Eagle.One – Drone Hunting System
Eagle.One is an advanced autonomous drone hunter uniquely equipped to help guard air-spaces from rogue drones. In light of the recent cases of drones (UAVs) interfering at civilian airports and other critical infrastructure, the need for an anti-drone or drone hunting system has become more urgent.
The rising fears of using modified consumer drones for terrorist attacks and anonymous threats to factories, stadiums, and government institutions also make it crucial to develop a security system against such threats. Our drone hunting system is designed to autonomously detect, track and neutralize any unwanted drones in an airspace. The drone hunter is easy to deploy and can be seamlessly integrated into an existing security solution.
We have developed an autonomous drone hunting solution called Eagle.One.
The Drone Hunting System
In general, an Autonomous Aerial Interception System (AAIS) detects an intruder drone in a particular no-fly zone, typically using radar and cameras fixed on ground stations. The system distinguishes a drone from other objects (such as birds) and alerts an operation center. If an operator decides to eliminate the intruder, Eagle.One takes off and flies towards the estimated position of the intruder drone.
The Eagle.One drone hunter utilizes a depth image from a stereo camera to facilitate the onboard detection of drones and other flying objects in their proximity. Upon reaching the estimated position of the intruder, the Eagle.One uses actively detects and tracks the moving drone. Since the rogue drone is non-cooperative, the system does not rely on markers for detecting and localizing the intruder. A 3D multi-target tracking algorithm filters the output of the detection algorithm to reduce false positives, preserve the detection’s temporal consistency, and predict the drones’ positions (e.g. to compensate for camera and processing delays). The Eagle.One uses onboard neural networks and artificial intelligence to detect, classify, track, and predict the movement of the intruding drone in order to plan a neutralizing maneuver.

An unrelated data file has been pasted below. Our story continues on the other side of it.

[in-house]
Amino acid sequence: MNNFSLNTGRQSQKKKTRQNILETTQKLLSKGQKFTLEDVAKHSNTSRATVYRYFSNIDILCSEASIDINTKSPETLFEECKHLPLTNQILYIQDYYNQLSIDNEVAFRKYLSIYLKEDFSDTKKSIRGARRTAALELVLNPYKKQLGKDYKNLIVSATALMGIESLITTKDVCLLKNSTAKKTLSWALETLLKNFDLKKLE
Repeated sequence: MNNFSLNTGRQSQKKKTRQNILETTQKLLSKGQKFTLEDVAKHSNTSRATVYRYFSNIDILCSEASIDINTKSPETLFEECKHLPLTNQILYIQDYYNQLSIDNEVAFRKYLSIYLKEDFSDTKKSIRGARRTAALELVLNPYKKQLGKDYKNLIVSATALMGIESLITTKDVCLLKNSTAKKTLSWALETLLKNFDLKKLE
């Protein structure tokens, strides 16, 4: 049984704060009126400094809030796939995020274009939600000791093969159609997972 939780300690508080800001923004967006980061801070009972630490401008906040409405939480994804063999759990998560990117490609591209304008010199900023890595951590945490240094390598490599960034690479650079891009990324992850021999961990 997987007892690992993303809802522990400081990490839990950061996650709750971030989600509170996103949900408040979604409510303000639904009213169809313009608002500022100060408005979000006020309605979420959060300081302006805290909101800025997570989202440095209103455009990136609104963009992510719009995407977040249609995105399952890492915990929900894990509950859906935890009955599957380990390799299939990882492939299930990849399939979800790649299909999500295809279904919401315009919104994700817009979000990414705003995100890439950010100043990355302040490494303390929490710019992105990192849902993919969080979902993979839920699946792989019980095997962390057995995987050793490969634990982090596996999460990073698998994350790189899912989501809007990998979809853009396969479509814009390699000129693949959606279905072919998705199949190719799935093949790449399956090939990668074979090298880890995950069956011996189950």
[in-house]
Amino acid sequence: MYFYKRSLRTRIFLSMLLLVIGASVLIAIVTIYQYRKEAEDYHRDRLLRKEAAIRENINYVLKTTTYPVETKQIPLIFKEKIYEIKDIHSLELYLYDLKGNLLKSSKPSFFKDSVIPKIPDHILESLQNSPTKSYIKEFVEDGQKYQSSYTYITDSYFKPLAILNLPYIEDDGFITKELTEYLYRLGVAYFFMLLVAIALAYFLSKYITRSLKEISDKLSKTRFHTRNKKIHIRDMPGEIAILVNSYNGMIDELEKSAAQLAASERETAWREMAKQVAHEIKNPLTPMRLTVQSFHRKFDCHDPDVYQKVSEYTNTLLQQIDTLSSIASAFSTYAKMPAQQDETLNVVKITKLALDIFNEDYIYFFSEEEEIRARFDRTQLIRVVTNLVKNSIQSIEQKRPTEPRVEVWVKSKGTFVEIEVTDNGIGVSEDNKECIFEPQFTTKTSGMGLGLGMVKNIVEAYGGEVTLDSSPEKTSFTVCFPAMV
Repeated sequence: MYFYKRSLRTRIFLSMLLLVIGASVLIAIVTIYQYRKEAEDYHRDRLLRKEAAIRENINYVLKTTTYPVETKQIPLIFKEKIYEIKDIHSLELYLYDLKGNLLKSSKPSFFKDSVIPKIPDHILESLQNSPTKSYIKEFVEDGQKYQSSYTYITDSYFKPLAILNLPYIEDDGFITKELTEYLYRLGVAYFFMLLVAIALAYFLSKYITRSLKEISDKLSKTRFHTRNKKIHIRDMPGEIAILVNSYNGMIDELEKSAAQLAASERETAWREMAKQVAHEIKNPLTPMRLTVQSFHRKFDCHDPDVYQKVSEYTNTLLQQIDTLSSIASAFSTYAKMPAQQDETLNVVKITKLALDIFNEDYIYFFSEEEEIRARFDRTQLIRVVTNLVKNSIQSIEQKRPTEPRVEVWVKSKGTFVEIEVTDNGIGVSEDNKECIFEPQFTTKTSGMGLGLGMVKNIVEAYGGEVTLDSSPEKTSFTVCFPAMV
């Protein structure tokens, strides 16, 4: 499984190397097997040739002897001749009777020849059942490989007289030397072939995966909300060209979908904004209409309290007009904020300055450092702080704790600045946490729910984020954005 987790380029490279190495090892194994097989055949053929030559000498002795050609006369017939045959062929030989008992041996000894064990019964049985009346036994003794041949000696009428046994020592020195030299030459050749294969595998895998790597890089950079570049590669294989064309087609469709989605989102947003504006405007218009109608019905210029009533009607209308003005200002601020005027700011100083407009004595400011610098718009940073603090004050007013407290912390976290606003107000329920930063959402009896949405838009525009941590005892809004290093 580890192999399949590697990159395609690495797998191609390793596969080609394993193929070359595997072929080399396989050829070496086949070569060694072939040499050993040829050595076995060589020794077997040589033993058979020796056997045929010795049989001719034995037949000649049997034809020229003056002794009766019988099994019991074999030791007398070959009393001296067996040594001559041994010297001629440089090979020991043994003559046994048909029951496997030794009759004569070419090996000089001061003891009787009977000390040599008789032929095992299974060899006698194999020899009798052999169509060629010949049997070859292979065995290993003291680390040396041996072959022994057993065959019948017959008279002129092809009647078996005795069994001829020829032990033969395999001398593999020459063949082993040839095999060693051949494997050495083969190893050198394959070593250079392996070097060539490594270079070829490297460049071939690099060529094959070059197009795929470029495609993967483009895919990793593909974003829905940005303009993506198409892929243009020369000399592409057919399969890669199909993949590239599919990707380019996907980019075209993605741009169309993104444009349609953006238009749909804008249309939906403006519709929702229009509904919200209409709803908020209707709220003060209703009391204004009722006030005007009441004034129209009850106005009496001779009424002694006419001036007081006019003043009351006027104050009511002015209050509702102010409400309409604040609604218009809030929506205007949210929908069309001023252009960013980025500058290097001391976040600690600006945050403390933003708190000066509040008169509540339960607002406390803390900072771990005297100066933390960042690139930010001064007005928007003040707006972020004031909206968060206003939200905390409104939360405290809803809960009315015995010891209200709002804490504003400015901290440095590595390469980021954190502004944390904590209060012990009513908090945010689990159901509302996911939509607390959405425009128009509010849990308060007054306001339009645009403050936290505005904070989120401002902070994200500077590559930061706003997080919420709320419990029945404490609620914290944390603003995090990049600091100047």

Eagle.One hunts the enemy drones by catching them with a deployed net. An onboard net gun launches and casts the net over a large space, thereby increasing the likelihood of successful intervention compared to other solutions. The shot is triggered autonomously by an onboard computer. Confirmation from an operator can also precede the trigger. However, security-critical applications can use the system solely in an autonomous mode without any operator to speed up the neutralizing maneuver.
After deployment, the net remains connected to the Eagle.One drone hunter via a rope, preventing the caught drone from being dropped. It can then be safely transported to a specific location for further investigation.
Our drone hunting system can be used in several security-critical applications including:
- Military & defense – a small drone carrying weapons or explosives can pose a significant threat;
- Airport security – with over £50 million in damages, the Gatwick Airport drone incident of 2018 was a wake up call to airports all over the world;
- Prison guarding – the use of drones to traffic drugs and weapons is predicted to become a widespread issue;
- Critical infrastructure protection – a growing number of serious incidents involving critical infrastructure, including terrorist activities and cyber threats, require enhanced approached for protection;
- Industrial and private area security – paparazzi and industrial espionage drones have presented a massive risk to private entities in recent years.
More details about the system can be found at http://www.eagle.one.
For more information about the science behind this system, read onboard marker-less detection and localization of non-cooperating drones for their safe interception by an autonomous aerial system.